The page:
Event management applications require the users to specify the events format prior
to the filtering process. The Event Definition Constructor (EDC) component is a
set of related objects that provide basic interfaces to define events. In order to em-
phasize the design modularity, this component is divided into several classes that
construct event attributes, event operators (basic and advanced), primitive events
and composite events which represent the basic elements of event definition [Al-
Shaer 1997] (called hot spots [Schmid 1997]). Developers can directly reuse the
services provided by the EDC interfaces via object composition or they may cus-
tomize this component by developing different alternative specifications of the event
elements. For example, developers can define different event operators or composite
events models. This feature is important to make the event filtering framework ex-
tensible and adaptable to various application domains that have variations of event
Fig. 1.The Event Filtering Framework Classes
2.2 Subscription Component
The subscription component enables the event management users to specify their
management/filtering demands represented as filter programs. The filter program
defines the target event(s) to be detected and the associated actions. A typical
filter program consists of a set of predicates joined together using special operators
called filter expression operators that describe the required event. The subscription
component uses the filter programming interface (FPI) class in order to validate and
interpret the filter programs defined by the users (interpreter pattern). The second
task of the subscription component is to build the filter itself by constructing the
filter internal representation which is a connected graph representation conveying
all information peculiar to this filter. The subscription component uses the filter
builder class to achieve this task. Therefore, the subscription component uses these
two classes to separate the filter construction from its actual representation (builder
pattern) which provides a broad adaptationin the filtering framework. For example,
a filter represented in any programming interface can be constructed using many
different filter internal representation such as a Directed Acyclic Graph (DAG),
Petri Nets (PN) or Deterministic Finite Automata (DFA) and vice versa. This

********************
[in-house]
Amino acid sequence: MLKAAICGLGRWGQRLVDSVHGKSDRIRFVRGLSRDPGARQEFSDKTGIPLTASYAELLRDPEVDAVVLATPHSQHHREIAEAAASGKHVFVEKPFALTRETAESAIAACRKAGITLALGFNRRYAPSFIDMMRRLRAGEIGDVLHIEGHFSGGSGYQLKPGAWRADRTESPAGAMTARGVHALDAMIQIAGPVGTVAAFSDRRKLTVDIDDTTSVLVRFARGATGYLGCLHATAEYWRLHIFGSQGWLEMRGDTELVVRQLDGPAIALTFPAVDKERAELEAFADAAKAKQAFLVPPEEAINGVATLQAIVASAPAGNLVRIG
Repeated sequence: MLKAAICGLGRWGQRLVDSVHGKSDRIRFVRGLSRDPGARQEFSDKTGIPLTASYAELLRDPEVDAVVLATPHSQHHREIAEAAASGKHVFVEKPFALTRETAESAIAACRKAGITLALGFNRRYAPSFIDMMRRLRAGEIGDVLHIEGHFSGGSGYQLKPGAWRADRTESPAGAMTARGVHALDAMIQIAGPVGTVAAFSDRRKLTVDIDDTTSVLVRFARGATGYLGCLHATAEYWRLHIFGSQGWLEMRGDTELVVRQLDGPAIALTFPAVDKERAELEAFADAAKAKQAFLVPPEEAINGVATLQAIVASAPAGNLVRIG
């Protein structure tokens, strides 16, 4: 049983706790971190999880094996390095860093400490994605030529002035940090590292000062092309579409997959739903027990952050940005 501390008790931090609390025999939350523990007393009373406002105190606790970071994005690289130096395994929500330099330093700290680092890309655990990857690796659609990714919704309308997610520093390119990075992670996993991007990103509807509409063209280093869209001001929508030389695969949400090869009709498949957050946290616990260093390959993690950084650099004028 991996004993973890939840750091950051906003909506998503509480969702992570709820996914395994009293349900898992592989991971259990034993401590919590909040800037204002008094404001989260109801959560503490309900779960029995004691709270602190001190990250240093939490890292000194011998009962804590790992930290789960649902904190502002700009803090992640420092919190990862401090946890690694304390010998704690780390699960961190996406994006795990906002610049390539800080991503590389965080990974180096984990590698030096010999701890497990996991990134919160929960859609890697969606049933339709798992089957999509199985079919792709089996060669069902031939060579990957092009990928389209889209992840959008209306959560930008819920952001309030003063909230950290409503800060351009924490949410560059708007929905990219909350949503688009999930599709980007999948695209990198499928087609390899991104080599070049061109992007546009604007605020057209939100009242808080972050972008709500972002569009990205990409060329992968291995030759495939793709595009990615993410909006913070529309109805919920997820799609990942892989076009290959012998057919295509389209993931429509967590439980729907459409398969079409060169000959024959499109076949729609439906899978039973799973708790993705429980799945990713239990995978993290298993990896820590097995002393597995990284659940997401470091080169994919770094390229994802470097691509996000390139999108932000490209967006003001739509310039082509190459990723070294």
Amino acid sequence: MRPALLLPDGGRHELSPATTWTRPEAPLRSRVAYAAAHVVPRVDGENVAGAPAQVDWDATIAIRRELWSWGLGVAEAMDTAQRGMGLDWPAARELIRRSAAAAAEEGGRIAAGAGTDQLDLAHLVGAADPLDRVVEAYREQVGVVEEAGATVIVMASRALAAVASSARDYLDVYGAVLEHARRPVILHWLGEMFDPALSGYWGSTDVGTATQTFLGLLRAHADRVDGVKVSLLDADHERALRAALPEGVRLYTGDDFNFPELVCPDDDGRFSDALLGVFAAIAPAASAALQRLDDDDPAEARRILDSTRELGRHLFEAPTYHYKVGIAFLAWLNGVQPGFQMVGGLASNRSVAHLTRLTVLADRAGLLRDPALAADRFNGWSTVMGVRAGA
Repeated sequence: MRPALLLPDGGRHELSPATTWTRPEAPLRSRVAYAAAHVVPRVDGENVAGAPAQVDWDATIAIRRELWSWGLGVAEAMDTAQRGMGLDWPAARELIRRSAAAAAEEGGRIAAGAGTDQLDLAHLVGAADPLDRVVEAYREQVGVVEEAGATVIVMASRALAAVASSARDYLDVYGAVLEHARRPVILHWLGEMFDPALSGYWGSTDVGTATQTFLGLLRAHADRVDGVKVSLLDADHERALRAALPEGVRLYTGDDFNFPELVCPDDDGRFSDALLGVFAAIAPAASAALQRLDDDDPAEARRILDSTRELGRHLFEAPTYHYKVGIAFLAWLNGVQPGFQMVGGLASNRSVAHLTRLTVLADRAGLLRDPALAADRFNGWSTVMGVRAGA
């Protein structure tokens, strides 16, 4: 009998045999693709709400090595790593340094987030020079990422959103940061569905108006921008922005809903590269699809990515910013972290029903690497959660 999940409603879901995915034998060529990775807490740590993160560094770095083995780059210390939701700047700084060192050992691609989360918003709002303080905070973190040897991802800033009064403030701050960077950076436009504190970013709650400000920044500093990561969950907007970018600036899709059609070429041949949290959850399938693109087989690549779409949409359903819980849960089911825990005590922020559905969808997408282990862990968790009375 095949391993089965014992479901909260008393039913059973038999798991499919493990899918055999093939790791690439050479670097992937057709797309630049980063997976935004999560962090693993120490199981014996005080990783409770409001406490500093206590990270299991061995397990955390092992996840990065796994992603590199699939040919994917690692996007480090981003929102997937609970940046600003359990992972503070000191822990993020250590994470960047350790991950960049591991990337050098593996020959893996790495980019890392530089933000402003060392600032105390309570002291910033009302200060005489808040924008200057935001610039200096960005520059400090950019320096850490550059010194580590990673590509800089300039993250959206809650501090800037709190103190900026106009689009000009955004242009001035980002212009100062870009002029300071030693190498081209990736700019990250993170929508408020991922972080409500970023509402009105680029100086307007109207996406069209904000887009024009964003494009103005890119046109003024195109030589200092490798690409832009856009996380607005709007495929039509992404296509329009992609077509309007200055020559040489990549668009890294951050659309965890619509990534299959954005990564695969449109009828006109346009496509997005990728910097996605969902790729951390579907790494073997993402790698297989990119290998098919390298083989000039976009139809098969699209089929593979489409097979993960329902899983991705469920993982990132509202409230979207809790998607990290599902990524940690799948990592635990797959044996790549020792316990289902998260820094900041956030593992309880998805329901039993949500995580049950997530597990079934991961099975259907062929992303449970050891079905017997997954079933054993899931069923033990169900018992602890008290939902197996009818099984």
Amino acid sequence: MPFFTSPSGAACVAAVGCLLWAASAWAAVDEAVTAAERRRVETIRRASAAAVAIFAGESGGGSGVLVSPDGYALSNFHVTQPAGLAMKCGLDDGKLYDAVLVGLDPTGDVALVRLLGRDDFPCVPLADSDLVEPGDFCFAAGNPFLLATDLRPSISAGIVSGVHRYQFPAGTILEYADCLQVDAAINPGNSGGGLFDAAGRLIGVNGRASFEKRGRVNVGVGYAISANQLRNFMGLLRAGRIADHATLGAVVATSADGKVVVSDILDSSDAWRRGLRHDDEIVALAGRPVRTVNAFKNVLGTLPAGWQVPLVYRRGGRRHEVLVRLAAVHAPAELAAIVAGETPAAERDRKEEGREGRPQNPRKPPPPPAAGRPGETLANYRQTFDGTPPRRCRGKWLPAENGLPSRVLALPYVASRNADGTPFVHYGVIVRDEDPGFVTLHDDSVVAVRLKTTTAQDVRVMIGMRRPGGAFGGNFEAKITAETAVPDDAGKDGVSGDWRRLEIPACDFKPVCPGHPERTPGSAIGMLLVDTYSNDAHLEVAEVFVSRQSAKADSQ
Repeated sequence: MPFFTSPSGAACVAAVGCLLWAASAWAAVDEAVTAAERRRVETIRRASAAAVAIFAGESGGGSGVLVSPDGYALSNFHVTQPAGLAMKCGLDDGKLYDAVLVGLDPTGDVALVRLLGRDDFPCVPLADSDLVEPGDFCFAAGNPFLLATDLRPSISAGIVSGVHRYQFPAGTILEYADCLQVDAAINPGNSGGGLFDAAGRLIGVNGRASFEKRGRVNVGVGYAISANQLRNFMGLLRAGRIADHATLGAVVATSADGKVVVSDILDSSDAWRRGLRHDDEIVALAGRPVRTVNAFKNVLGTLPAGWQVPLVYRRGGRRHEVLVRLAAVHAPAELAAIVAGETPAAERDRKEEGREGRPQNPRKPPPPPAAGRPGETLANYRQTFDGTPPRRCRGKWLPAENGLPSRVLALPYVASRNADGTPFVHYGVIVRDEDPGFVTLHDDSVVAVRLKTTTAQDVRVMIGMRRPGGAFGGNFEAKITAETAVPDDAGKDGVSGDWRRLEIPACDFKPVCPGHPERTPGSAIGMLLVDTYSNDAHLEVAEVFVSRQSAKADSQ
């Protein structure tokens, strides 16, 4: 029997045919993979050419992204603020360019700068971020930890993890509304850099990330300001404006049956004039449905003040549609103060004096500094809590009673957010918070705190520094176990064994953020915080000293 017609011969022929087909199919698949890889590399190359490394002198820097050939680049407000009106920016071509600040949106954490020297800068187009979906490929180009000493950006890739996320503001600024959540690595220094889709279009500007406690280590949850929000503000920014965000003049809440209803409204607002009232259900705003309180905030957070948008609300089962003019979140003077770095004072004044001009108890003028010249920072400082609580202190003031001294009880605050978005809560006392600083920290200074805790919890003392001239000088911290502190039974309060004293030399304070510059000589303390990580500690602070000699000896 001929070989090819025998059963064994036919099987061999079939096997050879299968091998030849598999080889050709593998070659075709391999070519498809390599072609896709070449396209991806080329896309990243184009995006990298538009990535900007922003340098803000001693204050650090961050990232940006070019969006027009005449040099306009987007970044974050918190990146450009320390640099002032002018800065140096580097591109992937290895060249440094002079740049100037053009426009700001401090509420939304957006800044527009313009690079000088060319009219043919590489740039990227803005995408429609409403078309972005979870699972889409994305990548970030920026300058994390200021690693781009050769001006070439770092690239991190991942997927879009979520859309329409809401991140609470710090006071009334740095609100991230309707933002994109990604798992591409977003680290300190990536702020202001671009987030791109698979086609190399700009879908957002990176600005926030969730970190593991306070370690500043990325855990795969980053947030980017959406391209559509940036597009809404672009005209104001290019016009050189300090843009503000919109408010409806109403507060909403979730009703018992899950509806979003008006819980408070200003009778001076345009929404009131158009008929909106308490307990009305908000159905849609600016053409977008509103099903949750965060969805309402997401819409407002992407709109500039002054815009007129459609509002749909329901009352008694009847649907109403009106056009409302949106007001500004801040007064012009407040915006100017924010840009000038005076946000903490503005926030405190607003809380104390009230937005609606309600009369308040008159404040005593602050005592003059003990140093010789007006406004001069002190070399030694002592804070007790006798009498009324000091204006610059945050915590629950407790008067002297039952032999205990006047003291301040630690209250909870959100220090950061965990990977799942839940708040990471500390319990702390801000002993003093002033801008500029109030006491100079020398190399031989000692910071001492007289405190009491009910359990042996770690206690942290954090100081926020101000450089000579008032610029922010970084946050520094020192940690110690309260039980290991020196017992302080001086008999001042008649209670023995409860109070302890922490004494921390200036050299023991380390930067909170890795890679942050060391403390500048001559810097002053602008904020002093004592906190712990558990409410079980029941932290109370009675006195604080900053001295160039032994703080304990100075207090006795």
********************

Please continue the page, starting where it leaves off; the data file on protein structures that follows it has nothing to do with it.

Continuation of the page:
is a significant feature for event management systems since applications domains
use various models of filter programs (i.e., programming interface) and number of
different internal representations such as DAG and PN depending on the domain
requirements. More discussion and examples of such variabilityare presented in [Al-
2.3 Filter Iterator Component
This component is also called a filter/event processor component. The main task
of this component is to operate the filter internal representation constructed by
the subscription component as described above. In other words, it represents a
set of algorithms used to access and manipulate the elements of the filter internals
(e.g., DAG, PN or DFA) without exposing its underlying representation (iterator
pattern) [Gamma et al. 1995]. Developers can reuse the iterator algorithms in the
filter composer class to insert, delete and modify filter programs in the internal
representation. The filter iterator component also has the event processor class
which inspects incoming events from the observed system and determine if an event
is detected or rejected. The filter composer permits the developers to customize the
framework to adopt different alternatives filter internal representations such as DAG
and PN. In addition, various filtering optimization techniques can be applied using
the event processor class independently from the filter internal representation itself.
This makes the filtering framework adaptable to many alternative design issues in
event management applications [Al-Shaer 1997].
2.4 Action Component
Whenever an interesting event is discovered, the filter iterator component instan-
taneously notifies the action component which consequently performs the action(s)
specified in the filter program. The action component classes use the informa-
tion provided by the subscription component (i.e., filter constructor) to identify
the corresponding action of a specific filter. The action component classes can be
easily customized to perform general or specialized actions related to the domain
environment. For example, an action can be the invoking of methods, executing
programs or dissemination events to corresponding management applications. In
[Al-Shaer et al. 1997b], we presented management action examples for supporting